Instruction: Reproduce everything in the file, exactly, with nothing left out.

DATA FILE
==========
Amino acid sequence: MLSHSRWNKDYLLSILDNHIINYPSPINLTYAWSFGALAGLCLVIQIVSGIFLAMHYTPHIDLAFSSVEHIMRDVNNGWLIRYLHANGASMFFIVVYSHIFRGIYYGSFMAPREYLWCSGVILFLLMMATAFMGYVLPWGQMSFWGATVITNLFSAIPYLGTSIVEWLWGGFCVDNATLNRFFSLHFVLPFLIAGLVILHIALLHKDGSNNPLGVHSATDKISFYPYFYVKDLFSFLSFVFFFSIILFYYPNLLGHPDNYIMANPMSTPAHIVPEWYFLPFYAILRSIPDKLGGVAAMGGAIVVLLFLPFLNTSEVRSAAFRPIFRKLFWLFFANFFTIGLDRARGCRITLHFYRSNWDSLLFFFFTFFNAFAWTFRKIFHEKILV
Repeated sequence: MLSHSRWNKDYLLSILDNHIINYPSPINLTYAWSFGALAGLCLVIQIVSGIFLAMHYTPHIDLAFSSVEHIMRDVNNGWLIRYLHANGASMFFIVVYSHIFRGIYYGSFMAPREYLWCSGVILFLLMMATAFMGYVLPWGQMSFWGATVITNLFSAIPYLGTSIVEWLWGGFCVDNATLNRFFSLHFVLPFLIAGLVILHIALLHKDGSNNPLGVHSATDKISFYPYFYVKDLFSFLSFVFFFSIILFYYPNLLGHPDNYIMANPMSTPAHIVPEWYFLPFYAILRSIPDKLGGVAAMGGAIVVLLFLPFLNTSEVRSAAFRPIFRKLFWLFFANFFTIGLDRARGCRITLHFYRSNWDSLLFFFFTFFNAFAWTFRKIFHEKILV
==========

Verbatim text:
Amino acid sequence: MLSHSRWNKDYLLSILDNHIINYPSPINLTYAWSFGALAGLCLVIQIVSGIFLAMHYTPHIDLAFSSVEHIMRDVNNGWLIRYLHANGASMFFIVVYSHIFRGIYYGSFMAPREYLWCSGVILFLLMMATAFMGYVLPWGQMSFWGATVITNLFSAIPYLGTSIVEWLWGGFCVDNATLNRFFSLHFVLPFLIAGLVILHIALLHKDGSNNPLGVHSATDKISFYPYFYVKDLFSFLSFVFFFSIILFYYPNLLGHPDNYIMANPMSTPAHIVPEWYFLPFYAILRSIPDKLGGVAAMGGAIVVLLFLPFLNTSEVRSAAFRPIFRKLFWLFFANFFTIGLDRARGCRITLHFYRSNWDSLLFFFFTFFNAFAWTFRKIFHEKILV
Repeated sequence: MLSHSRWNKDYLLSILDNHIINYPSPINLTYAWSFGALAGLCLVIQIVSGIFLAMHYTPHIDLAFSSVEHIMRDVNNGWLIRYLHANGASMFFIVVYSHIFRGIYYGSFMAPREYLWCSGVILFLLMMATAFMGYVLPWGQMSFWGATVITNLFSAIPYLGTSIVEWLWGGFCVDNATLNRFFSLHFVLPFLIAGLVILHIALLHKDGSNNPLGVHSATDKISFYPYFYVKDLFSFLSFVFFFSIILFYYPNLLGHPDNYIMANPMSTPAHIVPEWYFLPFYAILRSIPDKLGGVAAMGGAIVVLLFLPFLNTSEVRSAAFRPIFRKLFWLFFANFFTIGLDRARGCRITLHFYRSNWDSLLFFFFTFFNAFAWTFRKIFHEKILV